That won't solve the problem. Joins will select all the records not choose a select item or two that the IN clause picks. – PHPGuru Nov 19 '14 at 2:18

Here is some Perl code that tries to work around the limit by creating an inline view and then selecting from it. The statement text is compressed by using rows of twelve items each instead of selecting each item from DUAL individually, then uncompressed by unioning together all columns. UNION or UNION ALL in decompression should make no difference here as it all goes inside an IN which will impose uniqueness before joining against it anyway, but in the compression, UNION ALL is used to prevent a lot of unnecessary comparing. As the data I'm filtering on are all whole numbers, quoting is not an issue.

# generate the innards of an IN expression with more than a thousand items
use English '-no_match_vars';
sub big_IN_list{
    @_ < 13 and return join ', ',@_;
    my $padding_required = (12 - (@_ % 12)) % 12;  
    # get first dozen and make length of @_ an even multiple of 12
    my ($a,$b,$c,$d,$e,$f,$g,$h,$i,$j,$k,$l) = splice @_,0,12, ( ('NULL') x $padding_required );

    my @dozens; 
    local $LIST_SEPARATOR = ', '; # how to join elements within each dozen
        push @dozens, "SELECT @{[ splice @_,0,12 ]} FROM DUAL"
    $LIST_SEPARATOR = "\n    union all\n    "; # how to join @dozens 
    return <<"EXP";
    select $a A, $b B, $c C, $d D, $e E, $f F, $g G, $h H, $i I, $j J, $k K, $l L FROM     DUAL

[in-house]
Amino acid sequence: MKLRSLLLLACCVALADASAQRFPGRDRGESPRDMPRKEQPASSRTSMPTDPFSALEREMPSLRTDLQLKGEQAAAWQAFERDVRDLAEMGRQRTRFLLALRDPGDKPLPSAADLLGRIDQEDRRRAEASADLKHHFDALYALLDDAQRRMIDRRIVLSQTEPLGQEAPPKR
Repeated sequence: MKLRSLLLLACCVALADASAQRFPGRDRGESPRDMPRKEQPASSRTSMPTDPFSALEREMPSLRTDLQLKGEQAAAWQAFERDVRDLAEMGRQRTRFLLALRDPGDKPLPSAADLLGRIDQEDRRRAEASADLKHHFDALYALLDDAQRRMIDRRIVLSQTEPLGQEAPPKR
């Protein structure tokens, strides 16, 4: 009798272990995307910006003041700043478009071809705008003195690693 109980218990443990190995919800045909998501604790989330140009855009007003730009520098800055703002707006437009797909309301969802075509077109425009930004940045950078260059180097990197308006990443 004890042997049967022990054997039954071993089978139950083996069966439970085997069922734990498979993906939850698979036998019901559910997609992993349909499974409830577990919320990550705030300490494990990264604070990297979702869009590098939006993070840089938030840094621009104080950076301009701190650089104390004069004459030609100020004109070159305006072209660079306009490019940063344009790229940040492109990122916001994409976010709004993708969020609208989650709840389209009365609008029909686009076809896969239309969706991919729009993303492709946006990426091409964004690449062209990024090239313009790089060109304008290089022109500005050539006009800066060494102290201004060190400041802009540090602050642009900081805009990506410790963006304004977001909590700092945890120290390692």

union all
select A from t union select B from t union select C from t union
select D from t union select E from t union select F from t union
select G from t union select H from t union select I from t union 
select J from t union select K from t union select L from t

One would use that like so:

my $bases_list_expr = big_IN_list(list_your_bases());
    update bases_table set belong_to = 'us'
    where whose_base in ($bases_list_expr)
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Instead of SELECT * FROM table1 WHERE ID IN (1,2,3,4,...,1000);

Use this :

SELECT * FROM table1 WHERE ID IN (SELECT rownum AS ID FROM dual connect BY level <= 1000);

*Note that you need to be sure the ID does not refer any other foreign IDS if this is a dependency. To ensure only existing ids are available then :

SELECT * FROM table1 WHERE ID IN (SELECT distinct(ID) FROM tablewhereidsareavailable);


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I'm pretty certain that (1,2,3,4,...) is just an example, it's not intended to actually query on such a predictable set of values. – Jeffrey Kemp Jun 15 '12 at 1:43